- The Journey: For showing a clear progression or personal growth through a specific experience (ie: a Before You, and an After You). Here, you start with a vivid anecdote or intro. Then describe “Before You,” and the actions you took to overcome an obstacle, learn, or grow. Finally, spend a good third of the essay on “After You:” what actions you take now as a result of this growth.
- The Theme: For showing either (a) how you developed one trait over many experiences or (b) one meaningful passion over time. Here, again start with a vivid anecdote or intro that introduces the positive trait or meaningful passion. Next, illustrate this theme with a few experiences that each demonstrate one or more of the 5 traits (ideally, cohesively).
Finally, remember that your reader is going fast. Score points by being direct, clear, and to the point. Don’t confuse them or lose them in florid language.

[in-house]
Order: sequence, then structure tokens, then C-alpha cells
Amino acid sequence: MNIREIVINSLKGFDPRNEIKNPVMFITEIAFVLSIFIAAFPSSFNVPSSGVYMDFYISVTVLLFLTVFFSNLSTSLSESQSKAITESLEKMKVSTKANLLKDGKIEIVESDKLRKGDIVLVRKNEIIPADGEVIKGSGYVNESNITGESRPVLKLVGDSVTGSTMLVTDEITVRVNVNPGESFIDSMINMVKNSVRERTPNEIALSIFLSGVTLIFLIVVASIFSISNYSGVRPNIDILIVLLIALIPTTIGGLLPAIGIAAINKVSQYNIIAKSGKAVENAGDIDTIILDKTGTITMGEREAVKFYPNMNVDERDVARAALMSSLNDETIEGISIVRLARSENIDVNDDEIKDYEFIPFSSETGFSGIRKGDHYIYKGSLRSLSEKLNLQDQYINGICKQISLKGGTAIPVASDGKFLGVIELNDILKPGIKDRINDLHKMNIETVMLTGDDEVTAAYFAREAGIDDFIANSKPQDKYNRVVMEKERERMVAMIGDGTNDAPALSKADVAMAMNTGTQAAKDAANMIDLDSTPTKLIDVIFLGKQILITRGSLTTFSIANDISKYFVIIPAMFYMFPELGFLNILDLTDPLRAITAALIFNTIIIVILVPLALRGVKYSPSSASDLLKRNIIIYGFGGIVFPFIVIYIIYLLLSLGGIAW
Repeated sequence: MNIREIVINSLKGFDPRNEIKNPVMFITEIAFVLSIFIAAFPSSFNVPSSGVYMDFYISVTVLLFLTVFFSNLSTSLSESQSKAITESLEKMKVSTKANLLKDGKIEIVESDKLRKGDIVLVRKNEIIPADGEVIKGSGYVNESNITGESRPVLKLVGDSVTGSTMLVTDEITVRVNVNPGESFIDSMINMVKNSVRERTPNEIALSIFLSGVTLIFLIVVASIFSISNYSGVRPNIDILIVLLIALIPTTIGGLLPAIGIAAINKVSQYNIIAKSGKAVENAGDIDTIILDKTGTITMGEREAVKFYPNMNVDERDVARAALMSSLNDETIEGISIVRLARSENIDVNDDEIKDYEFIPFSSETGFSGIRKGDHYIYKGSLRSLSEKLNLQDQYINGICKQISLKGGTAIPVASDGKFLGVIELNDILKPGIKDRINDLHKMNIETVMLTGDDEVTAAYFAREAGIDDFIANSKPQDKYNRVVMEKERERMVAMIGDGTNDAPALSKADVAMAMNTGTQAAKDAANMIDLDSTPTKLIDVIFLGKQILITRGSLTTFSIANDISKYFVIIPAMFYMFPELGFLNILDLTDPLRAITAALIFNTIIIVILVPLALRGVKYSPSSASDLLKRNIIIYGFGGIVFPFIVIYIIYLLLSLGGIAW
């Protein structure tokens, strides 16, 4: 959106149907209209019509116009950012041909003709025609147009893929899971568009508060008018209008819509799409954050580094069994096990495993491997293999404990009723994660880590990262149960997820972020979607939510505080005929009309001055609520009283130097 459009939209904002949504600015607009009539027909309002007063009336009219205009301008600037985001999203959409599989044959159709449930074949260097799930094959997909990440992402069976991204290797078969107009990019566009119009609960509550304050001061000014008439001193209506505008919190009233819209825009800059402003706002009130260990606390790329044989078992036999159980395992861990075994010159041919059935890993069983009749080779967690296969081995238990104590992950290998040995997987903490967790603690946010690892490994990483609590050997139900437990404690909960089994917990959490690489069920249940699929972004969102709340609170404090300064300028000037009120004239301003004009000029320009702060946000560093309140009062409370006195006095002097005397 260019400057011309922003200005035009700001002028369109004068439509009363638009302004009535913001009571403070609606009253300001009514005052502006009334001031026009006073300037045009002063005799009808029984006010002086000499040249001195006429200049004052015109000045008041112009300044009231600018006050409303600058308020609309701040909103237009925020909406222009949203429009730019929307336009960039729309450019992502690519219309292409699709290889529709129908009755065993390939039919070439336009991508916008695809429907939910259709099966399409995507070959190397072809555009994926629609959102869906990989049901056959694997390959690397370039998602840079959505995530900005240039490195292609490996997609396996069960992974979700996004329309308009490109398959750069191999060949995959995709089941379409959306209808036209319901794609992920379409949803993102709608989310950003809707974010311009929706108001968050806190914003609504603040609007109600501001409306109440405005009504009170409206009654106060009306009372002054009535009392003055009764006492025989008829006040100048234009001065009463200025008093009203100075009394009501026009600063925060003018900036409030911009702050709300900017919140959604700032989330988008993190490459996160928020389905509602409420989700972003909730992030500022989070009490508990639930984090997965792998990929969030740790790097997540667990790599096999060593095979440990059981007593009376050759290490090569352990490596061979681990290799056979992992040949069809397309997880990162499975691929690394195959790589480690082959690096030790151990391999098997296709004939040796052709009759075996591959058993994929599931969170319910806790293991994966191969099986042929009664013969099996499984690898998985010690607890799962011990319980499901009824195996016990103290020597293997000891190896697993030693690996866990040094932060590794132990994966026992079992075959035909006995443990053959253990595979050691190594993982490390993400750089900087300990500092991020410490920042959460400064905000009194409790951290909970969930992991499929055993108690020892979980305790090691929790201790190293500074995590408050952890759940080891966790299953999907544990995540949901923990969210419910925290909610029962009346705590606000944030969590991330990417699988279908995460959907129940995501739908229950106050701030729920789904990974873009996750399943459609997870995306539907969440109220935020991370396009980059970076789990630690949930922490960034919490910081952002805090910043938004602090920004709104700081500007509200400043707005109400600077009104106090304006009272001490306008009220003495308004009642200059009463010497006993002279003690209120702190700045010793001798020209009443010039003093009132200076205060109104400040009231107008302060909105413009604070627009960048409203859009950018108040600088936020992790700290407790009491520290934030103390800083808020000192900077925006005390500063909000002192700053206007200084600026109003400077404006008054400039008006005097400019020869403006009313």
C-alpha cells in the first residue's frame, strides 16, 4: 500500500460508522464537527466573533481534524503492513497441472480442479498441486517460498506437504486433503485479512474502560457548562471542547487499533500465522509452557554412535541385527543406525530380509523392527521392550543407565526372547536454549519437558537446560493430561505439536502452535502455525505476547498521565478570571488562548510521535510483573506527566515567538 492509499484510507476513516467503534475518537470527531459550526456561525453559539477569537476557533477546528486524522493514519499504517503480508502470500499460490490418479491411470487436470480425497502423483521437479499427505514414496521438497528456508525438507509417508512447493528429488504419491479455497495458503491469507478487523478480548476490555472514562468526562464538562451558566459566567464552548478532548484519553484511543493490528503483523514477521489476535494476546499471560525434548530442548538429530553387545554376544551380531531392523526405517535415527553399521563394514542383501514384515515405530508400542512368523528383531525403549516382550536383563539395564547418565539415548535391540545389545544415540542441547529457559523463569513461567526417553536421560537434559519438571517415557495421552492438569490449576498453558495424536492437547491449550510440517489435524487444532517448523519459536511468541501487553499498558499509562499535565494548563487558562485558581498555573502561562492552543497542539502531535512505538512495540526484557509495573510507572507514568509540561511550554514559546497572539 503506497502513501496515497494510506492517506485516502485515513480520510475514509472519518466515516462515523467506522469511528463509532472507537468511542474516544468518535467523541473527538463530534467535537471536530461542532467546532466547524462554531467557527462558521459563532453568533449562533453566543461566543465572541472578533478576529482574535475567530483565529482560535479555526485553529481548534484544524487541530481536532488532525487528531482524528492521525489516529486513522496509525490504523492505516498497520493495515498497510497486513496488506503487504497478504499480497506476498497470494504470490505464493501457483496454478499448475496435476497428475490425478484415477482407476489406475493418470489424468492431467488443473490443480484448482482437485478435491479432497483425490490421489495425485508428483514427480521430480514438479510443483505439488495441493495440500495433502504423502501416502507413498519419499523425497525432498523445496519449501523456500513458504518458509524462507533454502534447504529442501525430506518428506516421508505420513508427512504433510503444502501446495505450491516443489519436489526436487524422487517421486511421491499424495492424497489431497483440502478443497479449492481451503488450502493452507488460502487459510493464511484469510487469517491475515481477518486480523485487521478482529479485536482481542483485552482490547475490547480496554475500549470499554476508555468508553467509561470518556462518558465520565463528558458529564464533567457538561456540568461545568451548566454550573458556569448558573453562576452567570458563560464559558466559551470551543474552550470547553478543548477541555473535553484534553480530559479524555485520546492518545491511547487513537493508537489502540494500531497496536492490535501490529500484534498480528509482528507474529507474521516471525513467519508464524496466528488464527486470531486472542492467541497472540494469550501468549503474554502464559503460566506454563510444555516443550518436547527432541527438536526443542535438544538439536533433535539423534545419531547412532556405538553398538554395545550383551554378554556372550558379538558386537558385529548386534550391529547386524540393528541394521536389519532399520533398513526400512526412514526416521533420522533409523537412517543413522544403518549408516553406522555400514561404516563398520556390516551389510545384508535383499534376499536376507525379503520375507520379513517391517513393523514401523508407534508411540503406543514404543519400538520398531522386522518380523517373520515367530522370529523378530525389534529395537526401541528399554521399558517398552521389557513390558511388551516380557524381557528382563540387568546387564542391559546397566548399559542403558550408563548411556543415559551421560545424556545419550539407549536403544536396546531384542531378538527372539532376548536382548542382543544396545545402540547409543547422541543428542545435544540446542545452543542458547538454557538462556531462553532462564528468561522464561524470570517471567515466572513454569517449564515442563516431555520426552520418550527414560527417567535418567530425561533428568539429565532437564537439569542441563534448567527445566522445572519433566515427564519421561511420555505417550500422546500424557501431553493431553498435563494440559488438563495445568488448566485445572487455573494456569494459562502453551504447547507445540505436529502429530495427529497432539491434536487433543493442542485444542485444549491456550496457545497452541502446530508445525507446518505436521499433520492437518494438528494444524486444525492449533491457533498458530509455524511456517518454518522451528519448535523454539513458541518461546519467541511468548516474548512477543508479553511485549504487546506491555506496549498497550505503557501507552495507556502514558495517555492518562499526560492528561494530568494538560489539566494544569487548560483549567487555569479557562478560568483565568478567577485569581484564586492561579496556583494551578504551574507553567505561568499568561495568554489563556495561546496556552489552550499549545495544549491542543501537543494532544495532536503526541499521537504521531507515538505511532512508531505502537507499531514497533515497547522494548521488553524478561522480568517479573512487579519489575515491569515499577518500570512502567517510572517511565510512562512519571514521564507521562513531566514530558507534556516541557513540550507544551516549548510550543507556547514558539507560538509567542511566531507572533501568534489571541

Step 4: Revise Your College Essay for Clarity and for the 5 Traits
We know it’s predictable, but we’re saying it anyway: great writing is all about revision. So take this last step seriously.
There are two ways to revise (1) by yourself (or with a writing coach), and (2) with a trusted adult.
As you revise, or if you have a coach who knows admissions well, stay focused on the 5 traits. Which traits are you demonstrating? Can you strengthen any of them by adding a sentence? By swapping out one experience for a better one? By cutting fluff to make room for more action?
But if you have, say, a parent revising, it is very important that you not let them derail you from your laser focus on those 5 traits that resonate with admissions. (We often see parents want kids to mention some cool award, for example.)
Ask these revisers to read for clarity. Ask them to circle bits that are unclear. Ask them what questions they are left with. What more do they want to know?
If, after this process, your essays shine a crisp light onto your top traits and are crystal-clear, your chances of getting in will be hugely improved.